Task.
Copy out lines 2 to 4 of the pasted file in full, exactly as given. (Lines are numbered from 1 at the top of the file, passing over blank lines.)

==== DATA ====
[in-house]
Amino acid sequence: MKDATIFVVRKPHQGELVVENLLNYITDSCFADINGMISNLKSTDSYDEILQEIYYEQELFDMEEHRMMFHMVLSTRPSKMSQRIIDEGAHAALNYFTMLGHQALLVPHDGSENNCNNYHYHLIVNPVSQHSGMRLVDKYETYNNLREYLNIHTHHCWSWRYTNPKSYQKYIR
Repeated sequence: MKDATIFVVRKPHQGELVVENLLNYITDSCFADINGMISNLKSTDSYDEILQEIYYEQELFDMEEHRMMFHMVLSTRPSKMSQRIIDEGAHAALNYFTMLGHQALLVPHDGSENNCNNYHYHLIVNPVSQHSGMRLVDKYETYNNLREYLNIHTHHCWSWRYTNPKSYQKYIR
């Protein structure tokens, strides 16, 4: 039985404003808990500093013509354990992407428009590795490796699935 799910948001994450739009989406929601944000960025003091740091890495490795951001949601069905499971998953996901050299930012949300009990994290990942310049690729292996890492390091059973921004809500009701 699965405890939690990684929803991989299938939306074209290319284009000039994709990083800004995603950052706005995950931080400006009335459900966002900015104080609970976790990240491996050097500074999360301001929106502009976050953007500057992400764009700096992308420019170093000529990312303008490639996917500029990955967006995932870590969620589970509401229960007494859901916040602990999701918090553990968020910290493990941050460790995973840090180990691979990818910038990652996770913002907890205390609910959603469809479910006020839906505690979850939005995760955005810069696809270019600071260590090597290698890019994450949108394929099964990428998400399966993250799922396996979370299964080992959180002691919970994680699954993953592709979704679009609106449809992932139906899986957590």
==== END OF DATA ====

Amino acid sequence: MKDATIFVVRKPHQGELVVENLLNYITDSCFADINGMISNLKSTDSYDEILQEIYYEQELFDMEEHRMMFHMVLSTRPSKMSQRIIDEGAHAALNYFTMLGHQALLVPHDGSENNCNNYHYHLIVNPVSQHSGMRLVDKYETYNNLREYLNIHTHHCWSWRYTNPKSYQKYIR
Repeated sequence: MKDATIFVVRKPHQGELVVENLLNYITDSCFADINGMISNLKSTDSYDEILQEIYYEQELFDMEEHRMMFHMVLSTRPSKMSQRIIDEGAHAALNYFTMLGHQALLVPHDGSENNCNNYHYHLIVNPVSQHSGMRLVDKYETYNNLREYLNIHTHHCWSWRYTNPKSYQKYIR
């Protein structure tokens, strides 16, 4: 039985404003808990500093013509354990992407428009590795490796699935 799910948001994450739009989406929601944000960025003091740091890495490795951001949601069905499971998953996901050299930012949300009990994290990942310049690729292996890492390091059973921004809500009701 699965405890939690990684929803991989299938939306074209290319284009000039994709990083800004995603950052706005995950931080400006009335459900966002900015104080609970976790990240491996050097500074999360301001929106502009976050953007500057992400764009700096992308420019170093000529990312303008490639996917500029990955967006995932870590969620589970509401229960007494859901916040602990999701918090553990968020910290493990941050460790995973840090180990691979990818910038990652996770913002907890205390609910959603469809479910006020839906505690979850939005995760955005810069696809270019600071260590090597290698890019994450949108394929099964990428998400399966993250799922396996979370299964080992959180002691919970994680699954993953592709979704679009609106449809992932139906899986957590």